Tuesday, January 6, 2015

a reflection on the Epiphany

May my words be in the Name of the Holy & Undivided Trinity: + Father, Son, & Holy Spirit.

Who were the wise men whose visit to the Christ-child we celebrate today? Other than that they were wise and they were men we can say very little. True, to that we can add they came from the East, but east of Bethlehem covers a lot of territory. Also, we can say that they knew about the prophecy that a great king was to be born in Israel; but as scholars of today agree that this was something that scholars of that day would have been likely to know about, that doesn't add much. It does narrow the possibilities down to those parts of the world most likely to have heard of these ancient Jewish prophesies: so perhaps they were from Arabia; or maybe Persia.

Well, at least we know there were three of them; after all, this is what every crib in every church and every Christian home shows. Except we don't even really know that. All Matthew's Gospel says is that there were wise men. Plural, more than one, but other than that he doesn't specify. It might only have been two; it could have been ten or more. We get the idea of there being three from the number of gifts that they bring: gold, frankincense, and myrrh. But three gifts does not prove three men.

That they bring valuable gifts, coupled with the fact that they have the resources to make a long and fairly open ended journey – remember, when they set off, they don't know exactly where this star is going to lead them and how long they will be gone – suggests that they are wealthy men. Not, perhaps, necessarily the kings of later tradition; but neither can we rule it out absolutely either. The fact that they are readily received at the court of King Herod gives a certain credibility to the idea that they might have been, like him, at least minor kings; kings in name, but with little power and influence outside of their own little kingdoms in those days of the ever increasing might of Roman Empire.

But we do know with certainty that these are Magi – wise men, scholars; men well versed in prophetic writings and in recognising when the prophesies which they have studied are in the process of being fulfilled. And we also know they are in some way holy men, men who are in touch with the Divine – by which I do not mean idols or other false gods – demons, St Paul calls these - but the one true God as he was known to the Hebrews. Remember that they will be warned in a dream not to trust the empty promises of Herod and to return home by another way. This seems extremely reminiscent of the way in which St Joseph is visited by an angel and told not to be afraid to marry the Virgin who is with child, to flee from Herod's murderous wrath, and that it is at last safe to return from Egypt. St Matthew does not mention an angel being part of their dream warning, but it is clear that God himself has spoken to them in some way in this dream. And they obey this divine command. And is not being obedient to God's will an essential part of being holy?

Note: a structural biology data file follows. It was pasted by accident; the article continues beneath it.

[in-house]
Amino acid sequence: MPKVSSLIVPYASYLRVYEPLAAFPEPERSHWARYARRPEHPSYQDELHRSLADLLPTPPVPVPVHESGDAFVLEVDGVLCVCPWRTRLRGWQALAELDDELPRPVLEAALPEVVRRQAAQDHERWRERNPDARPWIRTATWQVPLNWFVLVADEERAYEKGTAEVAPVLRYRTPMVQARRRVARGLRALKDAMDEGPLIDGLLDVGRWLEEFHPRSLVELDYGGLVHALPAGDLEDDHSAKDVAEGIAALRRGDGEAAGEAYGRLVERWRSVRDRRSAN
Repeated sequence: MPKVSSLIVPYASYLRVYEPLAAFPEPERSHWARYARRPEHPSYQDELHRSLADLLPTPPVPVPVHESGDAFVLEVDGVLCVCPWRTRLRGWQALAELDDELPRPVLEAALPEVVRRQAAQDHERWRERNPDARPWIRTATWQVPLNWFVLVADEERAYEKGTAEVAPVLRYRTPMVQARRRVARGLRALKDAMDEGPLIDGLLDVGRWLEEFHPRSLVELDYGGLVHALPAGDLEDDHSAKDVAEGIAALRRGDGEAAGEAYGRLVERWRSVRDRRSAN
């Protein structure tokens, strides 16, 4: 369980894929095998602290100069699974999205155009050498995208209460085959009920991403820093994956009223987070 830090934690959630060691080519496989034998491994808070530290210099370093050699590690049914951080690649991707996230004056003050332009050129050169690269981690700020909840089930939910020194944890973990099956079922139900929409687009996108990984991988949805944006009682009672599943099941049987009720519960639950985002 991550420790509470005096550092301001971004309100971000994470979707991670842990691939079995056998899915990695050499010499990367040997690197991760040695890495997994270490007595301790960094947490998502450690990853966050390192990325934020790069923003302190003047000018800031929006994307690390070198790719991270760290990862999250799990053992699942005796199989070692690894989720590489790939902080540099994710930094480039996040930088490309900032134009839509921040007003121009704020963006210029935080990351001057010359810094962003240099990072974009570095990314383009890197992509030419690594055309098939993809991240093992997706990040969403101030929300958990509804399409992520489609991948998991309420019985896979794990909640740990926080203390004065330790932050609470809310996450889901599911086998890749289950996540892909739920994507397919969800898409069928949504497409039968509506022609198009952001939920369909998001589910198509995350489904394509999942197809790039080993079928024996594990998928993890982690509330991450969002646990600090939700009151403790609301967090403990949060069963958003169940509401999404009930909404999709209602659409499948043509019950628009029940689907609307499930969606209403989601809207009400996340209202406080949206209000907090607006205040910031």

Their wisdom and holiness adds greater significance to the gifts they bring. These gifts are not merely symbols of their own wealth and power; each has a deeper meaning. Gold signifies kingship; and we know from what these men say in Jerusalem to Herod and his courtiers that they know that the one that they seek is a king. Frankincense, a precious incense, is what is offered in the temple to almighty God; these wise men, at some level, recognise the divinity of the one to whom they have come to pay homage, that he, like God is one worthy of worship, one who like God is worthy of an offering of incense. And the final gift, myrrh, is prophetic in nature; for myrrh is what is used to anoint the bodies of the dead for burial. These wise men recognise in some way that this divine king is marked for death from the beginning. And yet, even though they know he is to die, they travel a long, hard road, bearing rich gifts, to pay homage to one they know is to die.


Do they see beyond his death? Do they understand what it means for someone who is man, and king, and God to die? We do not know; we know only that they were wise men who followed a star to kneel at the feet of a child and to worship him. And we also know that if we are wise like them we will do likewise, we will make of our lives an endless journey whose purpose is solely to kneel at the feet of the one who is our Lord, and king, and God. Amen.  

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